Fission, Fusion, and the Powering of the Sun

by Khadija Mohammed

What’s the first thing that comes to your mind when you hear the word nuclear? Personally, I think of the atomic bombs that were dropped on Japan in 1945, but did you know that the same process that was used in the bomb is the same process that’s used to power the Sun and other stars in our galaxy?

There are two different proceses that can occur in a nuclear reaction, fission and fusion. Referring to figure one, whether or not if an element goes through fission or fusion depends on the binding energy per nucleon (the amount of energy required to break an atom apart) and the mass number (the amount of protons and neutrons in the nucleus). 

1 (1)

Figure one  (above) shows the relationship between binding energy per nucleon (the amount of energy required to break apart an atom), and the mass number of an element (which is the number of protons plus neutrons in an atom) .  Elements with a high binding energy (such as iron) are harder to break up. Any element that weighs less than iron produces energy through fusion (blue region), whereas everything else would undergo fission to create energy.

In a fission reaction, the atom (an object with protons and neutrons in the nucleus that is surrounded by electrons) is bombarded with a neutron and divides it into smaller pieces. Once a fission reaction begins, it sets a off a series of reactions that set off other reactions. When an atom is hit with an neutron, it breaks off into smaller parts, and the neutrons that are released collide with other atoms and start another reaction. The more chain reactions that are set off the more energy the atom releases. 

Fusion is when two small atoms crash into one another to form a larger and heavier atom. The fusion process can only be done in environments with extreme heat. On Earth, tritium and deuterium, isotopes (atoms with the same number of protons but a different number of neutrons) of Hydrogen, are used as fuel for bombs. However, Earth has a small supply of tritium, and it has a short half life (which is when the concentration of an element decreases by half). In order to compensate for this, scientists produce their own tritium by hitting deutrium with a neutron.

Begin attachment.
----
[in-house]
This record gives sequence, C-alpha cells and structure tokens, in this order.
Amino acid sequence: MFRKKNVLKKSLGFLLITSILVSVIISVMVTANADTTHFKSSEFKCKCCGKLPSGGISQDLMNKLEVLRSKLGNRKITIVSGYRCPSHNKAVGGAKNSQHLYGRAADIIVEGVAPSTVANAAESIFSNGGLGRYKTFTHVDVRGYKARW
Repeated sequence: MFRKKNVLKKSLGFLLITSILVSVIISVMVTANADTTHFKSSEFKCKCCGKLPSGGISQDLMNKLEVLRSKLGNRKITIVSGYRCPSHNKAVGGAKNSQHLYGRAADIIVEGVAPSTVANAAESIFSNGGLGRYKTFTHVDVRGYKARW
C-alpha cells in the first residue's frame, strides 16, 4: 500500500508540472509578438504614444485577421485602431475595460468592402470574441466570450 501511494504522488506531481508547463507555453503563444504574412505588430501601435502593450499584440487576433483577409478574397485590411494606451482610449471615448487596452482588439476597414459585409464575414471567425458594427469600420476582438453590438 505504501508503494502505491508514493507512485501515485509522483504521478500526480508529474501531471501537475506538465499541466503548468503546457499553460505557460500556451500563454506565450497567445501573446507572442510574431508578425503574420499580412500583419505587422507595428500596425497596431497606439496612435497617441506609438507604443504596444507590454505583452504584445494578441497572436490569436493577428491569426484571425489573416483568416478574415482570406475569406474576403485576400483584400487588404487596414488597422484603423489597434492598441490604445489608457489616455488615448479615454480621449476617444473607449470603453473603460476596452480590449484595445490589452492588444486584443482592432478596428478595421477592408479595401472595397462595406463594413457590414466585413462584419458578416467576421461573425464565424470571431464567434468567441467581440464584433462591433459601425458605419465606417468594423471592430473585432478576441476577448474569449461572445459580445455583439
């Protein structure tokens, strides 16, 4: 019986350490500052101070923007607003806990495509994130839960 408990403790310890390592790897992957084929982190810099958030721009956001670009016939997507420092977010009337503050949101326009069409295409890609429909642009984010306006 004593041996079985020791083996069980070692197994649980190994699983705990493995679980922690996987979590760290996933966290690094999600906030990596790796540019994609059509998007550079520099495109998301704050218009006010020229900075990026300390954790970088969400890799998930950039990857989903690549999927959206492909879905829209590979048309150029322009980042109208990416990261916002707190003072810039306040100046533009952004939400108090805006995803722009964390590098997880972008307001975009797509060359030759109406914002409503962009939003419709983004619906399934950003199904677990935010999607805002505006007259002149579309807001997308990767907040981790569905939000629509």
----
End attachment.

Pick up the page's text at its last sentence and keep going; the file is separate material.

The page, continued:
Fusion is also the same process that fuels the Sun with energy. The heat that is radiated from the Sun is created in the core through the proton-proton chain reaction. During this reaction, various hydrogen atoms go through nuclear fusion and are converted into helium atoms. Some of the energy that is released from the reaction leaves the Sun and travels through space as light, and the remaining energy stays in the core and continues the fusion process. If a star has a higher core temperature, it will use nitrogen or carbon in the transition from hydrogen to helium.

Although fission reactions are common on Earth, it is the fusion reactions that are responsible for providing stars with fuel. However, depending on the size and temperature of the star, the specific process could vary.